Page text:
Was it really so surprising that Yael was nothing like the slurs Luka’s father/teacher/Fuhrer spewed? That out of all the souls Luka had ever come across, hers was one of the brightest? It held the bravery of one hundred Iron Crosses, melted down and forged into something purer – a courage not corroded by cruelty.

I absolutely loved the characters in this book, even though we have a potential traitor in our midst. I appreciated Yael so much more in this book because she was completely herself and not a fake Adele Wolfe. I loved her compassion, her strength and her convictions and she’s definitely one of my favourite fictional heroines because of these qualities. Her resilience was astounding and I enjoyed everything about her character. I also continued to love Luka in this book, which is probably a surprise to no-one because I loved him immensely in the first book. We got to see so much more of his character and I really connected with him and his story. I love every side of his character – his cockiness, his ability to find humour in every situation and his love for doing what he thinks is right. As for some of the other characters, I really did not like Felix in this book. He really grated on my nerves but I did like the way that his character was developed. I also really enjoyed seeing some of the characters that were mentioned in Wolf by Wolf. It was nice to see them make an appearance here in the book and to see the relationship that they had with Yael.

There wasn’t a lot that I didn’t like about this book. While it didn’t have the excitement of a fast-paced motocross race, it did have war, strategy, survival, family and love all wrapped up nicely into one book. My only criticism would probably be that there isn’t another installment.

Review: My Lady Jane by Cynthia Hand, Brodi Ashton & Jodi Meadows

my-lady-jane

Publisher: HarperTeen
Release date: June 7, 2016
Format: Hardcover
Source: Purchased
Pages: 491
Goodreads || Book Depository

The comical, fantastical, romantical, (not) entirely true story of Lady Jane Grey. In My Lady Jane, coauthors Cynthia Hand, Brodi Ashton, and Jodi Meadows have created a one-of-a-kind fantasy in the tradition of The Princess Bride, featuring a reluctant king, an even more reluctant queen, a noble steed, and only a passing resemblance to actual history—because sometimes history needs a little help.

At sixteen, Lady Jane Grey is about to be married off to a stranger and caught up in a conspiracy to rob her cousin, King Edward, of his throne. But those trifling problems aren’t for Jane to worry about. Jane gets to be Queen of England.

MY THOUGHTS

5 stars

I don’t think I have the words to describe how much I loved this book and how brilliant I thought it was. It’s such an incredibly funny alternate history novel about Lady Jane Grey and the Tudors and I absolutely loved it. I devoured this in just two sittings because it was so fast-paced and hilarious to read.

This book is an alternative take on Tudor history and what happened during the last days of Edward VI’s reign and the 9 days that Lady Jane Grey was Queen of England. My Lady Jane doesn’t read like historical fiction at all. It doesn’t have the slow pace that historical fiction novels usually do and a lot of the time I actually forgot that this was set during the 16th century because the tone of it felt so modern. There were lots of funny antics and magic involved and I just found it to be a really fun novel to read. There was also a lot of hilarious author commentary strewn throughout the novel and I loved it so much!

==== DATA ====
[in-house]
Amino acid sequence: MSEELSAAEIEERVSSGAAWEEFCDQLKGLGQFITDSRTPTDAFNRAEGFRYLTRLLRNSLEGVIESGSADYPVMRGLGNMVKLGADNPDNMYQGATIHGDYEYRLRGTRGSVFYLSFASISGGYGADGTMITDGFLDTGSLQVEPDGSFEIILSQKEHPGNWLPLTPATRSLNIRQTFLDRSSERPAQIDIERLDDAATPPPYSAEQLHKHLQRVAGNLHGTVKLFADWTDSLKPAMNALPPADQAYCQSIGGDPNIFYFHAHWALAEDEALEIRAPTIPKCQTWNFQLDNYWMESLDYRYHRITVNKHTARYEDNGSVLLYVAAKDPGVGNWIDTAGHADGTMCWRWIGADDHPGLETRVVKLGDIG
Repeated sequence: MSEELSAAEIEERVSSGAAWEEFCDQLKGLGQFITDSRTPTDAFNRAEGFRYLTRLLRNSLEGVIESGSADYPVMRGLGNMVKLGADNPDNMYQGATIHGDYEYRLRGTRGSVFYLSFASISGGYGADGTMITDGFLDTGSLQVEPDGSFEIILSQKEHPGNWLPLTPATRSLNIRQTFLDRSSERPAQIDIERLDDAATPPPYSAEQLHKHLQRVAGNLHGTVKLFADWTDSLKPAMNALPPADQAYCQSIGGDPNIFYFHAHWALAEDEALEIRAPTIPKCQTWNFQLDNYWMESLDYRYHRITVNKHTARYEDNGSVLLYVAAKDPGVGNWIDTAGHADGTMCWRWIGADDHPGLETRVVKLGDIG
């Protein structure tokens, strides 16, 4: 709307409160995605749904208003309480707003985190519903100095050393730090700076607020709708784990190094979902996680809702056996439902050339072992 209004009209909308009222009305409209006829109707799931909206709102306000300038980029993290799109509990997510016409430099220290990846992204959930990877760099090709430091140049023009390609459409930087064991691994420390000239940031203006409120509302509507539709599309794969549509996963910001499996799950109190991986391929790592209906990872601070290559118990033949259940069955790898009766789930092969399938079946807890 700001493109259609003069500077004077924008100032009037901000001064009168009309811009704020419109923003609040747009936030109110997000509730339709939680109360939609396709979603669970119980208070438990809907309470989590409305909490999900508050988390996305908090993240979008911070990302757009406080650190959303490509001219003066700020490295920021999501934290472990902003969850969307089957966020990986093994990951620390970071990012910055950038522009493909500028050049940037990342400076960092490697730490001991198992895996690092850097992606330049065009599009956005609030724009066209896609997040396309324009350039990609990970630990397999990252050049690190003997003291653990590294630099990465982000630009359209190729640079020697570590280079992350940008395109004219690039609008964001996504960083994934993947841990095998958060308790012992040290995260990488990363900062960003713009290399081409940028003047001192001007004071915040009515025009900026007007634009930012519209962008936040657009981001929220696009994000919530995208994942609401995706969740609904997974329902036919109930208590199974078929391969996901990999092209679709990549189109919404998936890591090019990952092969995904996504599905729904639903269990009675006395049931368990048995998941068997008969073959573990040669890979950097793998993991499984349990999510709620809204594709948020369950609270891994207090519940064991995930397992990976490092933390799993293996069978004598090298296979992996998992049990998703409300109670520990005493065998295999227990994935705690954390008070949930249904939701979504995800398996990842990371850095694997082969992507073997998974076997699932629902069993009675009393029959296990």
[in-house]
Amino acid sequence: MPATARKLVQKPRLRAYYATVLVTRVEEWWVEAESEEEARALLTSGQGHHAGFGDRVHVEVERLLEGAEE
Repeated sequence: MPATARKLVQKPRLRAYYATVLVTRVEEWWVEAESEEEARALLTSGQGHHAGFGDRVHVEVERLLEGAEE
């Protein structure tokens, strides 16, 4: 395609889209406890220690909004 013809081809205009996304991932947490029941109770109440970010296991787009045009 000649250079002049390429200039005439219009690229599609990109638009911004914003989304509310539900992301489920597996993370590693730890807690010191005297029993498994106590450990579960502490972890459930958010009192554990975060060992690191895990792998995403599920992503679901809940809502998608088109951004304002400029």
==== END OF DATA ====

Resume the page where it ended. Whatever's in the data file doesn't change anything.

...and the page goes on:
The plot of this book is exciting and action-packed, with everything from treason to escape plots and a husband who transforms into a horse daily with the rise of the sun. The story begins with King Edward VI being diagnosed with the Affliction (or tuberculosis) and told that he must name an heir before he dies. His advisor, Lord Dudley, proposes a marriage between Edward’s cousin Lady Jane Grey and his own son, Gifford, and advises Edward to name their child as his heir. The only problem with this is that Jane does not want to marry… and Gifford is a horse… during the day. Also Edward’s condition is worsening by the minute and there’s no time for Jane and Gifford to produce a child. So, upon the suggestion of Lord Dudley, Edward names Jane as his successor and madness ensues because others are after the crown and you really can’t trust anyone in the 16th century. I loved the plot of this book so much! It was lighthearted and exciting, while still incorporating a lot of actual Tudor history. I did find that having knowledge about Tudor history made some things a little bit predictable, especially in the first part of the book, which follows history quite accurately. I had a pretty good idea of what was coming in the story based on what I knew happened in history. But this didn’t diminish my enjoyment of the novel and I still loved it immensely.

The magic system in My Lady Jane is so interesting and fun. There are a group of people called Eðians who are able to turn into animals. Most Eðians have control over their powers but there are some, like poor Gifford, who are unable to control it and turn into their animal forms even when they don’t want to. There are a group of people who are pro-Eðians and have no problems with their existence but there are also a large group of people who believe that Eðians are unnatural and shouldn’t be allowed to exist. I really enjoyed this aspect of the book and how the magic system was used as a lighthearted way of exploring religion in 16th century England. I thought it was clever how they used the different groups of people to represent the Protestants and Catholics and how it played into the politics of the time.